Patents: UK jurisdiction over global FRAND licence

By Audrey Horton


The Court of Appeal has confirmed that the UK Patents Court has jurisdiction to try a claim for infringement of UK standard essential patents against Chinese as well as UK defendants where the relief sought was a global fair, reasonable and non-discriminatory (FRAND) licence.


The European Telecommunications Standards Institute (ETSI) sets standards for mobile telephones. Members are obliged to inform ETSI about any essential intellectual property rights (IPRs) which they own, known as standard essential patents (SEPs). They must agree to license these rights to users of the standard on FRAND terms.

Persons domiciled in an EU member state shall, whatever their nationality, be sued in the courts of that member state (Article 4(1), recast Brussels Regulation (1215/2012/EU)). In proceedings concerning the registration or validity of patents, the courts of the member state in which the registration was applied for have exclusive jurisdiction (Article 22(4), recast Brussels Regulation).

The Court of Appeal recently confirmed the English High Court's jurisdiction to award a licence rate for a global patent portfolio, and also to order an injunction in respect of unlicensed infringements for SEPs (Unwired Planet International Ltd v Huawei Technologies Co Ltd, see Briefing "Patent licensing and FRAND: a new approach",


C sued UK and Chinese companies (together, H) for infringement of the UK designations of four of its European patents, and sought a determination of FRAND terms for its global SEP portfolio. H manufactured and sold in China and also to a lesser extent sold in the UK.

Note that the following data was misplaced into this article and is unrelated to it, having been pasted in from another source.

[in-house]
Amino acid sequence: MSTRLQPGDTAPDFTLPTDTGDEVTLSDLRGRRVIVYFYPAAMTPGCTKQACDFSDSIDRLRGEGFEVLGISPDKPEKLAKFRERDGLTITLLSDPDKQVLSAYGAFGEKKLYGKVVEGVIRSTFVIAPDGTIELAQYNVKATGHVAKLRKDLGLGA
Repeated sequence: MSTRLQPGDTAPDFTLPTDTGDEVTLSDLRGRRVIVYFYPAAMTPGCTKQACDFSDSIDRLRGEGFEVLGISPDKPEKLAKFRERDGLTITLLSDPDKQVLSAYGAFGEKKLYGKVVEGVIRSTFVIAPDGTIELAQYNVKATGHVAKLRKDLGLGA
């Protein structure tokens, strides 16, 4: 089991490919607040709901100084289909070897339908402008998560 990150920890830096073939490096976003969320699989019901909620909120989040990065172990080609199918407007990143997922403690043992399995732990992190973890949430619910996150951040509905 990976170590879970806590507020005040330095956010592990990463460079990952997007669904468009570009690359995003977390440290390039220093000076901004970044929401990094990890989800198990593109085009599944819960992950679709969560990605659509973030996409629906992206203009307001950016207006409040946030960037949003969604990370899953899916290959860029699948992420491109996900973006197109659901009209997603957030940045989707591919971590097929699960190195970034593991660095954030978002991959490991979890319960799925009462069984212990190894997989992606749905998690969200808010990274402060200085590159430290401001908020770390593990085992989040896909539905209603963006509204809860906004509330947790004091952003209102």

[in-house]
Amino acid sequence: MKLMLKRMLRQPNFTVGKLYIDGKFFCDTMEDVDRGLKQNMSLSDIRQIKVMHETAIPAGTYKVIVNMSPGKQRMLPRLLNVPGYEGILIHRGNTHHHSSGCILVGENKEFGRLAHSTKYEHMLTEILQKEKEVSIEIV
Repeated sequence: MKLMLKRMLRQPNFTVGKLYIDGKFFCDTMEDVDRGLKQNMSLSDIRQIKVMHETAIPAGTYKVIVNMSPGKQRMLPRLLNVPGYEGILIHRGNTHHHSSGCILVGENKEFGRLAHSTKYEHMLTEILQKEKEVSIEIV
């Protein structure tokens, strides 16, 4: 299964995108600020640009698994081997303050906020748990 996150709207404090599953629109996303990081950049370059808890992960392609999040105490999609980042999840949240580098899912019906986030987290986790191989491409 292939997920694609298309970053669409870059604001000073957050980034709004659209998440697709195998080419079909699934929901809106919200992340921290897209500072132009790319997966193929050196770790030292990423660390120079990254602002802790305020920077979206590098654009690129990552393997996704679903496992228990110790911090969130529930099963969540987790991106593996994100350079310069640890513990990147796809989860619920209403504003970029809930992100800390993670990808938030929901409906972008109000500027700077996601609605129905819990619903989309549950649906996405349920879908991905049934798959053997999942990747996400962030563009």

H applied to dismiss or alternatively to stay the claim. H challenged jurisdiction on the basis that the English courts did not have jurisdiction, and that the UK was forum non conveniens. H argued that as most of its profits were generated in China, if a global portfolio licensing rate was to be determined, the Chinese patents in C's global portfolio would be disproportionately significant in value compared to the UK elements. By asking for a licence fee for a global portfolio to be determined in the UK, C's claim amounted to an allegation of infringement and request for relief in respect of foreign patents. As the jurisdiction of the English courts is limited to deciding on validity and infringement of UK patents, there was no jurisdiction to hear this claim.

The High Court rejected both challenges to its jurisdiction, and dismissed both the application to dismiss and the application to stay.

H appealed on the forum non conveniens point only, in light of Unwired, and applied for new evidence of Chinese law to be admitted in the appeal. H also proposed that if the appeal failed on this point, questions should be referred to the European Court of Justice (ECJ).


The court dismissed the appeal. It refused H's request to refer questions of EU law to the ECJ.

The proper characterisation of the dispute was particularly important here. The claim could not be characterised simply by looking at C's claim, but at the overall dispute between the parties including how it was answered by H. The dispute characterised as a whole still involved questions of essentiality, infringement and validity of the UK patents.

Different answers to the forum conveniens questions might result from the level of generality at which the dispute was characterised. To define a dispute as focusing on the relief which would be granted in the English court was too narrow. But to define it so generally that C was left to pursue a claim based on a different property right and different underlying facts in the foreign forum was too broad.